In the realm of riddles and paradoxes, there’s a classic brain-teaser that goes like this: “What gets bigger the more you take away?” At first glance, it might seem counterintuitive; after all, the act of taking away typically implies making something smaller. However, this paradox challenges our perception and encourages us to think outside the box. In this article, we’ll explore the answer to this riddle and delve into the fascinating concepts it represents.

    The Answer: A Hole

    The answer to the riddle, “What gets bigger the more you take away?” is a “hole.” This seemingly simple word choice holds the key to unraveling the paradox. The more you remove material or substance from a particular area, the larger the empty space or void becomes – that’s the essence of a hole.

    Understanding the Paradox

    The paradox lies in the unconventional way we tend to think about size and dimensions. When we think of something getting “bigger,” our minds typically associate it with the addition or accumulation of matter, not the removal of it. However, this riddle challenges us to shift our perspective and consider the idea that space itself can expand as matter is subtracted.

    This paradox also touches upon the concept of negative space. In art, design, and philosophy, negative space refers to the empty or undefined areas surrounding or within an object or image. It’s often used to create balance, contrast, and visual interest. In the context of the riddle, the more you take away, the larger the negative space (or hole) becomes.

    Real-World Examples

    To grasp the concept more clearly, consider some real-world examples where the paradox of something getting bigger by taking away is readily apparent:

    Digging a Hole: If you start digging a hole in the ground, the hole gets deeper and larger as you remove more soil. In this case, the hole represents the space you’ve created by taking away material.

    Cavity in a Tooth: In dentistry, a cavity represents a hole or void in a tooth caused by decay. As the decay is removed, the hole or cavity can grow larger, illustrating the concept.

    Carving Statues: When a sculptor carves a statue from a block of stone or wood, they remove material to reveal the form within. The more material they take away, the more the sculpture’s shape and size become apparent.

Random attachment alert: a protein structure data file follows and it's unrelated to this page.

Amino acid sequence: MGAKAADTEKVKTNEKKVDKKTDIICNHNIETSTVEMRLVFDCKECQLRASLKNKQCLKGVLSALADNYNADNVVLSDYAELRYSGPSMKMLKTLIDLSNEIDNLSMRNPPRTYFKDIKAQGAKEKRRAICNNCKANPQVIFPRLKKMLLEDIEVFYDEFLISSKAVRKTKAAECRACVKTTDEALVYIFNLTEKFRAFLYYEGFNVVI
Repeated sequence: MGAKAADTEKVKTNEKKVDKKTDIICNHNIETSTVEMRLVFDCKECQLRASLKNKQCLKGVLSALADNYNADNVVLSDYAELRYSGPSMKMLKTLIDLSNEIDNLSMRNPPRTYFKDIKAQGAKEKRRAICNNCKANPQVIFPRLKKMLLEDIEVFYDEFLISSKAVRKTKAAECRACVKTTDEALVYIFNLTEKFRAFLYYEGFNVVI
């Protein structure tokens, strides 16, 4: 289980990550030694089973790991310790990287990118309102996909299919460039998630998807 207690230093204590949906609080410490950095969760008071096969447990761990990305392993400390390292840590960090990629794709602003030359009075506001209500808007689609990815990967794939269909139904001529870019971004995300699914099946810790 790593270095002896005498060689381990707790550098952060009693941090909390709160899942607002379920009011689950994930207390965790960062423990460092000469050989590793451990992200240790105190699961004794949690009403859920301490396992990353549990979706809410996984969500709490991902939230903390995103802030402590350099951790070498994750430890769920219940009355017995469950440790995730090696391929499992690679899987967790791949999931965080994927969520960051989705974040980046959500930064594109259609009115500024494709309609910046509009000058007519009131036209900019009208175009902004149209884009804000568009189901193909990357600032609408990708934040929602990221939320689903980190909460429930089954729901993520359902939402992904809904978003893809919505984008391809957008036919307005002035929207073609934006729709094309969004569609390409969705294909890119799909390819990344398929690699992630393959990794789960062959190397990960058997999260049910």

Philosophical and Mathematical Implications

    The paradox of what gets bigger the more you take away raises intriguing philosophical and mathematical questions:

    Concept of Infinity: In mathematics, the paradox touches upon the concept of infinity. It demonstrates that, in theory, you can continue removing material from a space indefinitely, causing it to expand infinitely.

    Zeno’s Paradox: The riddle also has connections to Zeno’s Paradox, a philosophical puzzle that deals with the infinite divisibility of space and time. Zeno’s Paradox suggests that motion and change are impossible because, at any given moment, an object must occupy a single point. However, as we break down space or time into smaller and smaller intervals, we find that it’s possible to move and change, challenging our intuitive understanding.


    The paradox of what gets bigger the more you take away is a thought-provoking riddle that challenges our conventional way of thinking about size and space. It highlights the concept of negative space and illustrates that removing material from a particular area can lead to the expansion of empty space or a “hole.”

    While it may initially appear as a playful linguistic trick, this riddle has far-reaching implications in philosophy and mathematics. It prompts us to consider the nature of infinity, the divisibility of space and time, and the concept of negative space in art and design.

    Ultimately, this paradox serves as a reminder that our perceptions and intuitions can be challenged and expanded through creative and unconventional thinking. It encourages us to look beyond the surface and explore the depths of our understanding, even when faced with seemingly contradictory ideas.